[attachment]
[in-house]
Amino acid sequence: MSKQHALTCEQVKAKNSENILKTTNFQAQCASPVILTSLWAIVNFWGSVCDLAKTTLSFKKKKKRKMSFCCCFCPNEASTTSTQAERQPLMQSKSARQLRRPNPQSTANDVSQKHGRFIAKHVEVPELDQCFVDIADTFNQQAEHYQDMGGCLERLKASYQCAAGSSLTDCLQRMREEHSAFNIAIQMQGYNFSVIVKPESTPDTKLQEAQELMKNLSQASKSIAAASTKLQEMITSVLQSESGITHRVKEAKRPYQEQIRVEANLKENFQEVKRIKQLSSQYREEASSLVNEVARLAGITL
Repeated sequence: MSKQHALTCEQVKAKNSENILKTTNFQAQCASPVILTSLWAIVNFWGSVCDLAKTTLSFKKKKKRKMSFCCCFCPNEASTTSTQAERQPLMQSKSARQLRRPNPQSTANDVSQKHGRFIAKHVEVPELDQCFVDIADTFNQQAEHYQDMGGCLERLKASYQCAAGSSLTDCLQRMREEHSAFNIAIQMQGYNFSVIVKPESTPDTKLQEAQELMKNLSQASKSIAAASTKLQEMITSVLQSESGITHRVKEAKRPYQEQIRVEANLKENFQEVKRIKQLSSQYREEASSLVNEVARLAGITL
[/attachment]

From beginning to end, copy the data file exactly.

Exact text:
[in-house]
Amino acid sequence: MSKQHALTCEQVKAKNSENILKTTNFQAQCASPVILTSLWAIVNFWGSVCDLAKTTLSFKKKKKRKMSFCCCFCPNEASTTSTQAERQPLMQSKSARQLRRPNPQSTANDVSQKHGRFIAKHVEVPELDQCFVDIADTFNQQAEHYQDMGGCLERLKASYQCAAGSSLTDCLQRMREEHSAFNIAIQMQGYNFSVIVKPESTPDTKLQEAQELMKNLSQASKSIAAASTKLQEMITSVLQSESGITHRVKEAKRPYQEQIRVEANLKENFQEVKRIKQLSSQYREEASSLVNEVARLAGITL
Repeated sequence: MSKQHALTCEQVKAKNSENILKTTNFQAQCASPVILTSLWAIVNFWGSVCDLAKTTLSFKKKKKRKMSFCCCFCPNEASTTSTQAERQPLMQSKSARQLRRPNPQSTANDVSQKHGRFIAKHVEVPELDQCFVDIADTFNQQAEHYQDMGGCLERLKASYQCAAGSSLTDCLQRMREEHSAFNIAIQMQGYNFSVIVKPESTPDTKLQEAQELMKNLSQASKSIAAASTKLQEMITSVLQSESGITHRVKEAKRPYQEQIRVEANLKENFQEVKRIKQLSSQYREEASSLVNEVARLAGITL